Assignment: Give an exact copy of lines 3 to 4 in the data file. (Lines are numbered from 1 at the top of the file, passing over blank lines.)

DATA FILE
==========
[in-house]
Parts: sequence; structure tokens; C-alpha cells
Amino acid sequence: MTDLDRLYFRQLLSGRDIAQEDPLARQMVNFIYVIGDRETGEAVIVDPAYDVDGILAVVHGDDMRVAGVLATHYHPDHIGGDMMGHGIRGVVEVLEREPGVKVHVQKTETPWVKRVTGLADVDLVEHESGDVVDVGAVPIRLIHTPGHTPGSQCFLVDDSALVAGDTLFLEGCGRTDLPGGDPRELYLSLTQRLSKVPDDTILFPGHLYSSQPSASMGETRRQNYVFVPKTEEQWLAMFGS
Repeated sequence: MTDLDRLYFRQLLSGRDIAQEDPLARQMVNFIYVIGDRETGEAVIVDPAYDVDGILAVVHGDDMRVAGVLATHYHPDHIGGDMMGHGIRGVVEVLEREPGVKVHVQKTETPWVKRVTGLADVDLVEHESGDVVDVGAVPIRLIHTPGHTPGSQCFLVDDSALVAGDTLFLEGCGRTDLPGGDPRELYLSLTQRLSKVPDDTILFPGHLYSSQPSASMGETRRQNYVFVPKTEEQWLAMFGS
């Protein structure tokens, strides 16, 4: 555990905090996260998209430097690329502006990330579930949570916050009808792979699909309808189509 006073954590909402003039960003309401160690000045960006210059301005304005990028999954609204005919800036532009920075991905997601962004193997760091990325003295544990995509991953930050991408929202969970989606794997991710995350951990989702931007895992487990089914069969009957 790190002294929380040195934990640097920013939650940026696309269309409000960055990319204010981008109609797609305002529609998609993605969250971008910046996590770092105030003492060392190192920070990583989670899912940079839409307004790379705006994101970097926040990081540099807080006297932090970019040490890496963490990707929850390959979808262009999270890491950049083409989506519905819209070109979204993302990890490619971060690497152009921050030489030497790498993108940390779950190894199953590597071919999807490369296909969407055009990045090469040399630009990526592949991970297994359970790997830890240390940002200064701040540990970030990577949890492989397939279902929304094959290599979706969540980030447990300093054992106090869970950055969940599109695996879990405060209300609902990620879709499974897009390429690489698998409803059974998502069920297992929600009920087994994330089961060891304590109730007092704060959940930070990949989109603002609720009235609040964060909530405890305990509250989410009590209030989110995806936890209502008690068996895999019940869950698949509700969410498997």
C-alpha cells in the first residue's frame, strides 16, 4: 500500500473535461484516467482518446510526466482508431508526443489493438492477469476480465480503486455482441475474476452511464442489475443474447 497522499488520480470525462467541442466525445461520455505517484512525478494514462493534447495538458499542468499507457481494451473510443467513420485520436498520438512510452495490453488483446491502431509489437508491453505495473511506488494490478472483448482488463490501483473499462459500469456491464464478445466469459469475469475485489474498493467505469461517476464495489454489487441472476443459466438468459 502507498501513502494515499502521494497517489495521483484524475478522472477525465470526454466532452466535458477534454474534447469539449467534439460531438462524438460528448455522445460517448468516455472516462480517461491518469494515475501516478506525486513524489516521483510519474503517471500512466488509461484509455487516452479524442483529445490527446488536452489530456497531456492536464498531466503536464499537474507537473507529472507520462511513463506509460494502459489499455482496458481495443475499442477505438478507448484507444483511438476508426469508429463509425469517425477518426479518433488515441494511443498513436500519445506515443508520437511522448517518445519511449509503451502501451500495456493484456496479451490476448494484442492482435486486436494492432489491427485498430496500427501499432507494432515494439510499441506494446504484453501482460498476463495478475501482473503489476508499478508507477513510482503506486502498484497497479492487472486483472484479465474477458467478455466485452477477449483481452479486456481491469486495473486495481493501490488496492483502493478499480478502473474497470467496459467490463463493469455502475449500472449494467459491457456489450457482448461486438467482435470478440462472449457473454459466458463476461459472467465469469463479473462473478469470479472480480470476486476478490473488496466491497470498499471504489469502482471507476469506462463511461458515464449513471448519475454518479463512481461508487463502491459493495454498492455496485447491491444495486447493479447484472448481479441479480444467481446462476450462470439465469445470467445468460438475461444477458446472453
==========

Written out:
Amino acid sequence: MTDLDRLYFRQLLSGRDIAQEDPLARQMVNFIYVIGDRETGEAVIVDPAYDVDGILAVVHGDDMRVAGVLATHYHPDHIGGDMMGHGIRGVVEVLEREPGVKVHVQKTETPWVKRVTGLADVDLVEHESGDVVDVGAVPIRLIHTPGHTPGSQCFLVDDSALVAGDTLFLEGCGRTDLPGGDPRELYLSLTQRLSKVPDDTILFPGHLYSSQPSASMGETRRQNYVFVPKTEEQWLAMFGS
Repeated sequence: MTDLDRLYFRQLLSGRDIAQEDPLARQMVNFIYVIGDRETGEAVIVDPAYDVDGILAVVHGDDMRVAGVLATHYHPDHIGGDMMGHGIRGVVEVLEREPGVKVHVQKTETPWVKRVTGLADVDLVEHESGDVVDVGAVPIRLIHTPGHTPGSQCFLVDDSALVAGDTLFLEGCGRTDLPGGDPRELYLSLTQRLSKVPDDTILFPGHLYSSQPSASMGETRRQNYVFVPKTEEQWLAMFGS